Essay about Throughout History

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Throughout history countless scholars, theologians, and musicians have examined the life and impact of Martin Luther, the German reformer from the early 16th-century. The amount of research one finds when searching for Martin Luther is astounding, and is impossible to harness into a single presentation. What is needed is a more concentrated study on a specific aspect of Luther’s life that either has been neglected throughout history, or is in need of a re-examination.

Music has always played a vital part in Luther’s life, as quotes can easily be found describing his thoughts on music and the importance it plays in the life of humanity. To simply research Martin Luther and music would still garner us an impossible amount of material to condense, as Luther, next to his monumental theological impacts due to the Reformation, is also well known as a man who changed the course of liturgical music for the rest of history.

For the sake of brevity, this paper will not attempt to summarize or discuss the impact of the Reformation itself, as there is neither time nor space allowed to do it justice. My concern focuses on a much more specific question within the Reformation and within Luther’s contributions to the church musically and philosophically.

It is commonly understood that Luther’s emphasis on congregational singing within the church changed the way services were structured for the rest of history, and we know how highly Luther regarded music, but the idea I’d like to examine is the connection between Luther’s educational philosophy of teaching music to all youth and the concepts Luther presented that began to evolve within the church in the 1520s that would realign the roles of the choir and the congregation in the mass.

Studies have been done on both topics separately, but by using scholarship from leading scholars Robin Leaver, Joseph Herl, Walter Buszin, and Joe Tarry, to name a few, we will see how Luther’s philosophies on education played a highly impactful role in the way he reformed the liturgy, specifically in the roles of the choir and congregation, and that through music Luther paves the path for the connection of the choir and congregation within the mass. By closely examining Luther’s thoughts on music, his educational philosophies, and his changes in the mass in the 1520s, while at the same time connecting all three concepts, I claim that Luther’s educational philosophy helped shape his hymnody and his decisions on the roles of the choir and congregation with the mass.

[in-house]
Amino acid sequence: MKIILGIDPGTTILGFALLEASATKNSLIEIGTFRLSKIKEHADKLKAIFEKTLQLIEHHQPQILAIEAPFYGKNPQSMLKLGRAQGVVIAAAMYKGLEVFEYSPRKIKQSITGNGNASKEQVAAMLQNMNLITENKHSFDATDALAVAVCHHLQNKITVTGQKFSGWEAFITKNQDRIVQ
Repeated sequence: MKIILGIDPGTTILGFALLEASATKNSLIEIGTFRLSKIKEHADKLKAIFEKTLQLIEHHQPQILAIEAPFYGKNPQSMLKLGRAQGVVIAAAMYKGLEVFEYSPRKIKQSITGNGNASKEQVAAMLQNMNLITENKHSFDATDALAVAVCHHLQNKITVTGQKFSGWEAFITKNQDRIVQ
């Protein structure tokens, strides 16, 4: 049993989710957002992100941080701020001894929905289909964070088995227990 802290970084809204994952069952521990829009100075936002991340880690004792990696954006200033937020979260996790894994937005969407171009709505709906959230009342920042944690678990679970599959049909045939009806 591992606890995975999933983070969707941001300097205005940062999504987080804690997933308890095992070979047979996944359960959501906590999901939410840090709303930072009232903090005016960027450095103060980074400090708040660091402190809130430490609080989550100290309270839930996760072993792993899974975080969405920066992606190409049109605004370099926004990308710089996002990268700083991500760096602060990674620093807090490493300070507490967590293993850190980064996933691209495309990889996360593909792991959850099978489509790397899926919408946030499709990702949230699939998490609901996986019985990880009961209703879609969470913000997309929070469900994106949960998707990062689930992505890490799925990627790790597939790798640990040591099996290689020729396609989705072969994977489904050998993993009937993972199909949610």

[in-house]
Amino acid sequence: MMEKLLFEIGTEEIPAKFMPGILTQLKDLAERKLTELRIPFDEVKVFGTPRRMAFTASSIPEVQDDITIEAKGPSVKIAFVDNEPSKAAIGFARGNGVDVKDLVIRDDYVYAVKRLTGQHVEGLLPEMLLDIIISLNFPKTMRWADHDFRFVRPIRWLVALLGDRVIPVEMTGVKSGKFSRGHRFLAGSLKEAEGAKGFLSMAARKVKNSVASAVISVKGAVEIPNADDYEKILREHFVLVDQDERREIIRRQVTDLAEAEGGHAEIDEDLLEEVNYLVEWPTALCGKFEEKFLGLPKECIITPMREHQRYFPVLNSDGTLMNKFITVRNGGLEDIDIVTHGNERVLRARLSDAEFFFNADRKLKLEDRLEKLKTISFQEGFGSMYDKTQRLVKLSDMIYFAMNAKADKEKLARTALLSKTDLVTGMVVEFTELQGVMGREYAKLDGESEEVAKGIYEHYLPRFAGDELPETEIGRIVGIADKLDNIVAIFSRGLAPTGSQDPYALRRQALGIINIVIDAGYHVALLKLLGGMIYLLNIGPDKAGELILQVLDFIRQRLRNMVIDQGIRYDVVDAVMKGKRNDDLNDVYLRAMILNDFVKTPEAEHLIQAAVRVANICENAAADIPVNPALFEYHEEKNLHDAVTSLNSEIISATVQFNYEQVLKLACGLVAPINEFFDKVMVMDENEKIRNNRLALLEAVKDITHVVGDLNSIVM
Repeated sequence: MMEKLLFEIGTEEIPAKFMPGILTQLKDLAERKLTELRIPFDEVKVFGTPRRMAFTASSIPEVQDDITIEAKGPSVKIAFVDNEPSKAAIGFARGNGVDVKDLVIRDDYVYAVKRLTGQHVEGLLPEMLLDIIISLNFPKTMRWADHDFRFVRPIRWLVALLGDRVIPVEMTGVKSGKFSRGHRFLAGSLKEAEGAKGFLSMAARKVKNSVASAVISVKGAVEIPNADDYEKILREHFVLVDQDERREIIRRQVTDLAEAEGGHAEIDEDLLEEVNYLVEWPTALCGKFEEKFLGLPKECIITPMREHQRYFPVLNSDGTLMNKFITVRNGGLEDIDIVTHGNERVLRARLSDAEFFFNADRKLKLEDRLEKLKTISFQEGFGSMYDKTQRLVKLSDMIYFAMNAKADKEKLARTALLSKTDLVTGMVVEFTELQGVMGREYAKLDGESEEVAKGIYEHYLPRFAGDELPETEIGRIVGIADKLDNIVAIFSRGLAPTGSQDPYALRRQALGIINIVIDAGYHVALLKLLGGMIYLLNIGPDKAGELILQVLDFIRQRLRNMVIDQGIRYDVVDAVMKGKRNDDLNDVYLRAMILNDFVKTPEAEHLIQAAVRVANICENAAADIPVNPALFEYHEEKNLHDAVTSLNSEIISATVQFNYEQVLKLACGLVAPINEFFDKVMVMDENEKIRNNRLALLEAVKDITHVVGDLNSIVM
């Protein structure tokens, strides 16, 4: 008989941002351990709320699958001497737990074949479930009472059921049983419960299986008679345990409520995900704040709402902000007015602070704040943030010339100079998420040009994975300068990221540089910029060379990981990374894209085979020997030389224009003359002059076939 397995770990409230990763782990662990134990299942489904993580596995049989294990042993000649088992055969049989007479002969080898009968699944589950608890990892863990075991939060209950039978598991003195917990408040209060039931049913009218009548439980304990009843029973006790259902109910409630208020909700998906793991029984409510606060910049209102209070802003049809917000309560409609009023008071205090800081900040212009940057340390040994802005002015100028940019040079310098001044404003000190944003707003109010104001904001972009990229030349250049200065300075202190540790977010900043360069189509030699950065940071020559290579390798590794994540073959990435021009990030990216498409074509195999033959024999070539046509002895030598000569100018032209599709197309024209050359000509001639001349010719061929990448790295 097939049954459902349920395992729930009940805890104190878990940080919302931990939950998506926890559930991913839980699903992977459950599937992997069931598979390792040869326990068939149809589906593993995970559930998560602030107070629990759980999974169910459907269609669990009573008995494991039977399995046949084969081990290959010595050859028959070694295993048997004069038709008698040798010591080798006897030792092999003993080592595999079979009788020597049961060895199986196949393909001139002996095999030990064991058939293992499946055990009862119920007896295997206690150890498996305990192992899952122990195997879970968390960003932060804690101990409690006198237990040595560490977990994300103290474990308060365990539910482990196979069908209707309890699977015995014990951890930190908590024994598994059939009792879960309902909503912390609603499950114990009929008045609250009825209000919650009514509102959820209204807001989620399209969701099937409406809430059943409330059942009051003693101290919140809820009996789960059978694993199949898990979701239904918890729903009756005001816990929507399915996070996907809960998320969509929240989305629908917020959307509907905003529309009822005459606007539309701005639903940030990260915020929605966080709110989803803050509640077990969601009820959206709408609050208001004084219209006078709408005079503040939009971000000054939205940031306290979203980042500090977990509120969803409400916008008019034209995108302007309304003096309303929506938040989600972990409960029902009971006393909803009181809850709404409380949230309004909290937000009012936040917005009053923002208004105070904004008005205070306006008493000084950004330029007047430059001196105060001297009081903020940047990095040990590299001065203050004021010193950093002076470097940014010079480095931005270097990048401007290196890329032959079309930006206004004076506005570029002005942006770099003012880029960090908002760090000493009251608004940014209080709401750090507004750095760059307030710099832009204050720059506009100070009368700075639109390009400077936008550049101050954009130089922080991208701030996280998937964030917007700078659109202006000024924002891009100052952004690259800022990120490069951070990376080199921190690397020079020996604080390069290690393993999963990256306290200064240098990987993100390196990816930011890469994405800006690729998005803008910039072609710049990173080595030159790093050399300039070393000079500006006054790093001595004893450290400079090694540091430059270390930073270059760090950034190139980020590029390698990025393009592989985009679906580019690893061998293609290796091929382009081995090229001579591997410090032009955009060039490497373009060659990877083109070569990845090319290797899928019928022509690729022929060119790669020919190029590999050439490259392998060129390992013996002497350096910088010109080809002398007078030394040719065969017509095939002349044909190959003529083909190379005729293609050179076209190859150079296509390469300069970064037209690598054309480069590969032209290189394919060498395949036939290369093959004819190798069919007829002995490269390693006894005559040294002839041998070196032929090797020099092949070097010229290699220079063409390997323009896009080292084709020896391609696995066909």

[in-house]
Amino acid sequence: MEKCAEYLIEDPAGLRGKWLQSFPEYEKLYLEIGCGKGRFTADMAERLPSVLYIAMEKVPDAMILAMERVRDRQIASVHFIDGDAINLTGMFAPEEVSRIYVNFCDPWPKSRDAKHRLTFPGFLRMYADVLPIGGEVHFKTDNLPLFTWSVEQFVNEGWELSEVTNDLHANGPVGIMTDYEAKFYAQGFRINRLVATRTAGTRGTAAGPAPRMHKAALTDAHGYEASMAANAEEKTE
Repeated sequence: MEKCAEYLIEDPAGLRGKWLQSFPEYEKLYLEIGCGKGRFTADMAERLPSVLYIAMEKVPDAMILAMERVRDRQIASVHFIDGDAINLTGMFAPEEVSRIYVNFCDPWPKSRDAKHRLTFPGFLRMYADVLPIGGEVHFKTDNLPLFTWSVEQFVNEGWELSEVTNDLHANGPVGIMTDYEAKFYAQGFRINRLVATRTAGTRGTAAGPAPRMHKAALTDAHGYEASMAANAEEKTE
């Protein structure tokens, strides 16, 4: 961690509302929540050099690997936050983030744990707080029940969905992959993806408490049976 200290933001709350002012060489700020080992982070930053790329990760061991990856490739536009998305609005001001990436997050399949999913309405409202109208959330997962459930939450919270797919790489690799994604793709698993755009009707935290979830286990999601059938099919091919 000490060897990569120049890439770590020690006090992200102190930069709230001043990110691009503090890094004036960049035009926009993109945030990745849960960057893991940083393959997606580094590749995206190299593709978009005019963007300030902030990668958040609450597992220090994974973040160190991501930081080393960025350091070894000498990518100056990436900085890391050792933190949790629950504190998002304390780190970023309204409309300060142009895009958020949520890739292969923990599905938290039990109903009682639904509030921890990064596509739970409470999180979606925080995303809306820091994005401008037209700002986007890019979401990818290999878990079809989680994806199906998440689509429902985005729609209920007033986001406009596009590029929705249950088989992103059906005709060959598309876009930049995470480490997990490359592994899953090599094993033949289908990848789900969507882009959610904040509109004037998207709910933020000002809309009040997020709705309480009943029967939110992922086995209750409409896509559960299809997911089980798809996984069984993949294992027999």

Before making any specific connections, it is vital to look at Martin Luther’s life as it pertains to music in general. Without a somewhat basic understanding of Luther’s thoughts on music it would be unwise to make any further claims about the impacts of his liturgical changes. One of the leading scholars on Martin Luther is Robin Leaver, and he has provided the academic world with an immense amount of research, some of which we will use to further answer our question.

Leaver informs us that music had always been a part of Martin Luther’s life, as he was first introduced to vernacular song by hearing them from his parents growing up. Luther’s music abilities were recognized at an early age and at school he received free bed and breakfast from an elderly woman who admired his voice. He became accomplished on the flute and lute and developed a good understanding of the theory of harmonics in regards to the proportions between intervals and monochords.

Much more could be said on the Luther’s upbringing in music, but for our purposes we will leave that to the countless other sources. Because of this strong upbringing in music, Luther formed a most high opinion on music that scholar Walter Bruszin would attempt to exemplify in his article Luther on Music. To take just a couple quotes from Bruszin’s article will be beneficial in gaining insight on Luther’s thoughts on music and how it would influence his educational and liturgical changes. Luther is quoted as saying, “I truly desire that all Christians would love and regard as worthy the lovely gift of music which is a precious, worthy, and costly treasure given to mankind by God.”

This idea of Luther putting worth in music would be further confirmed with quotes such as, “I have always loved music. Those who have mastered this art are made of sound stuff, they are fit for any task.” Furthermore, in what would become one of Luther’s most famous quotes on music, he states, “In summa, next to the Word of God, the noble art of music is the greatest treasure in the world.” Just by these three quotes alone we can see that Luther held music in the highest regard and it was something he believed should play a role in every person’s life. Perfect sense can be made then when looking into Luther’s educational philosophy and the role music would play.

Luther scholar Joe Tarry has written the definitive article on Luther’s educational philosophy, and we will be drawing much of our content from this piece. As we’ve previously mentioned, music played a huge role in Martin Luther’s life from childhood, and his thoughts on music hold it in the highest regard. This is also evident when we examine Luther’s role of music in education as a whole. Luther wanted education for all, rich or poor, and as part of this education music was to be incorporated into every level. The knowledge of music was of the utmost importance in the education of young people and for Luther, this music education would lead to students become members of Kantorei (church choirs) after leaving school.

This went hand in hand with Luther’s thoughts on how music training was aimed at creating a rich life for the community. In Luther’s mind, a strong focus on music education would produce people “fit for any task” which would eventually allow them to be strong participatory members in their churches. Because of the focus on music in the education of every child, it is safe to assume that Luther’s eventual thoughts on strong congregational participation have direct correlation to his educational philosophies.